Nightingale was what Forrester (2016) calls an exemplary leader: a future oriented and active change agent who sought improved future outcomes for nursing, healthcare, and society. She was not content with merely theorizing about mechanisms for improved health; she took intentional action to impact change. Public health nurses must constantly assess their abilities to demonstrate the traits associated with exemplary leadership, such as being trustworthy, credible, fearless, shrewd and politically aware (Forrester, 2016). Exemplary leadership is the beanstalk we need to climb to effectively face the giant that is climate change. By continuing to role model excellence and ethical values, enrolling communities in the creation of a shared vision, challenging the current norms and processes, empowering others to act wisely and deliberately, and demonstrating courage and hope (Kouzes & Posner, 2012), public health nurses can create powerful advocacy initiatives to improve climate change.

When it comes to the consequences mentioned previously, public health nurses must look beyond their country’s borders to what is happening worldwide, employing a global awareness and public health sensibility that we are all in this together (Goldsteen, Goldsteen, & Dwelle, 2015). The world can no longer afford to think of itself as a landscape of individual nations and governments living side by side. We are, indeed, interconnected. If the planetary population is to not only survive but thrive in the years to come, we must accept responsibility for how we contribute to these problems and what solutions we can implement in realistic ways. A first small step is to calculate your household carbon footprint ( and learn which of your daily activities can be adjusted to lower greenhouse gas emissions.

It starts and ends with each one of us!


Environmental Protection Agency (EPA). (2016). Climate change: Basic information. Retrieved from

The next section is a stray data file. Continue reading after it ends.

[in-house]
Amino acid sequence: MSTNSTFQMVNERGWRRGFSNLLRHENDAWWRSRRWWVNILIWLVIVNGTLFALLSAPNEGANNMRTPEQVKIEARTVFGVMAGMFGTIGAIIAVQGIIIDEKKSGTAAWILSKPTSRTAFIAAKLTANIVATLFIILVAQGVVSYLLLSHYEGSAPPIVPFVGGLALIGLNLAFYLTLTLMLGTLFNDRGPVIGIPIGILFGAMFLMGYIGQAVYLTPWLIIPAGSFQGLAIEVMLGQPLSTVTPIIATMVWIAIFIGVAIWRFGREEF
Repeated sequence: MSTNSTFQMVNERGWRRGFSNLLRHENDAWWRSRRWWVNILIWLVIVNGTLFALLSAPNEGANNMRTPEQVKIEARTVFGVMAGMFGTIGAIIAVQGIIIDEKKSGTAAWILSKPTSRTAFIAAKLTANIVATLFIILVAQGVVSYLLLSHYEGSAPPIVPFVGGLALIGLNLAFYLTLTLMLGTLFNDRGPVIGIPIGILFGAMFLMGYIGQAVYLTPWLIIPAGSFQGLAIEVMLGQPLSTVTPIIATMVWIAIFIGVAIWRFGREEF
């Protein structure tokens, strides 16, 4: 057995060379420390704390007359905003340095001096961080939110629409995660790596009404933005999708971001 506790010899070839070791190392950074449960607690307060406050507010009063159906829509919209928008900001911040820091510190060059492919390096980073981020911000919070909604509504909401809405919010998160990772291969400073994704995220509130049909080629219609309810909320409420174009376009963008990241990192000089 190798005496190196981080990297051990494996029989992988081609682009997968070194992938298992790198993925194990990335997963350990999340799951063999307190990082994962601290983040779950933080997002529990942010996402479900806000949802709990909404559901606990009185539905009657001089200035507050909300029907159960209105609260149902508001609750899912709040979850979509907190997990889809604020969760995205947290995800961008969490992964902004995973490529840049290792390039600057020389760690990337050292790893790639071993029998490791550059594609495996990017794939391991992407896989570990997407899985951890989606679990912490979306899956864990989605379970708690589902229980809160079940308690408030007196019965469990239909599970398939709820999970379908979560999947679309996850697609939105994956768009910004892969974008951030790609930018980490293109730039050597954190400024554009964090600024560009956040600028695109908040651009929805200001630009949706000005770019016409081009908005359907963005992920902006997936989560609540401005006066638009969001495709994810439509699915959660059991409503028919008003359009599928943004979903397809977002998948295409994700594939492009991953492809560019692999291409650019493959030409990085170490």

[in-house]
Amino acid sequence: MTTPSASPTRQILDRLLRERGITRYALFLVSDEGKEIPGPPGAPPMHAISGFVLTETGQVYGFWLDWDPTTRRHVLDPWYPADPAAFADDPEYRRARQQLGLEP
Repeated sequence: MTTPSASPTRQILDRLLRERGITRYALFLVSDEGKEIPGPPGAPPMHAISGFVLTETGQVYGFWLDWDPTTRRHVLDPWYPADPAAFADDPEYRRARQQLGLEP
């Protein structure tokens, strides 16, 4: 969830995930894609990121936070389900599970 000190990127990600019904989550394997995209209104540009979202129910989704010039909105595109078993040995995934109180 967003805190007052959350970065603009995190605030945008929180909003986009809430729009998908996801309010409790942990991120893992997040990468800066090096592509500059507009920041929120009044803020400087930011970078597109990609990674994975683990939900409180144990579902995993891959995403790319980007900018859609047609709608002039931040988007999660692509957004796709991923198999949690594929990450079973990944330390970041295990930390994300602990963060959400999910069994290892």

Forrester, D.A. (2016). Exemplary nursing leadership. In D.A. Forrester (Ed.), Nursing’s greatest leaders: A history of activism (pp. 3-17). New York, NY: Springer.

Goldsteen, R.L., Goldsteen, K., & Dwelle, T.L. (2015). Public health: promise and prospects. In R.L. Goldsteen, K. Goldsteen, & T.L. Dwelle (Eds.), Introduction to public health: Promises and practices (2nd ed) (pp. 235-260). New York, NY: Springer.

Kouzes, J.M. & Posner, B.Z. (2012). The leadership challenge (5th ed.). San Francisco, CA:         Jossey-Bass.

Luck, S. (2016). Informed and impactful: Stewarding the environmental determinants of health    and well-being. In W. Rosa (Ed.), Nurses as leaders: Evolutionary visions of leadership (pp. 333-343). New York, NY: Springer.

Luck, S. & Keegan, L. (2016). Environmental health. In B.M. Dossey & L. Keegan (Eds.),           Holistic nursing: A handbook for practice (7th ed.) (pp. 557-587). Burlington, MA: Jones & Bartlett

United Nations Sustainable Development (UNSD). (2016). Goal 13: Take urgent action to combat climate change and its impacts. Retrieved from

More About the Author

William (Billy) Rosa, MS, RN, LMT, AHN-BC, AGPCNP-BC, CCRN-CMC, is currently Visiting Faculty, University of Rwanda and ICU Clinical Educator, Rwanda Military Hospital, Human Resources for Health Program in partnership with the New York University Rory Meyers College of Nursing. He currently has over 65 publications for refereed and non-refereed journals, newspapers, magazines, and national platform blogs and his book, Nurses as Leaders: Evolutionary Visions of Leadership, was recently published by Springer Publishing in June 2016. Billy currently sits on the US Advisory Board for the Nightingale Initiative for Global Health, and most recently received the American Association of Critical-Care Nurses' 2015 National Circle of Excellence Award and the Association for Nursing Professional Development's 2015 National Change Agent/Team Member Award.

Quick Links

Part 1 -  Understanding the Nurse as a Public Health Leader

Part 17 - Sustainable Development Goals #’s 14 & 15 – Life Below Water & Life on Land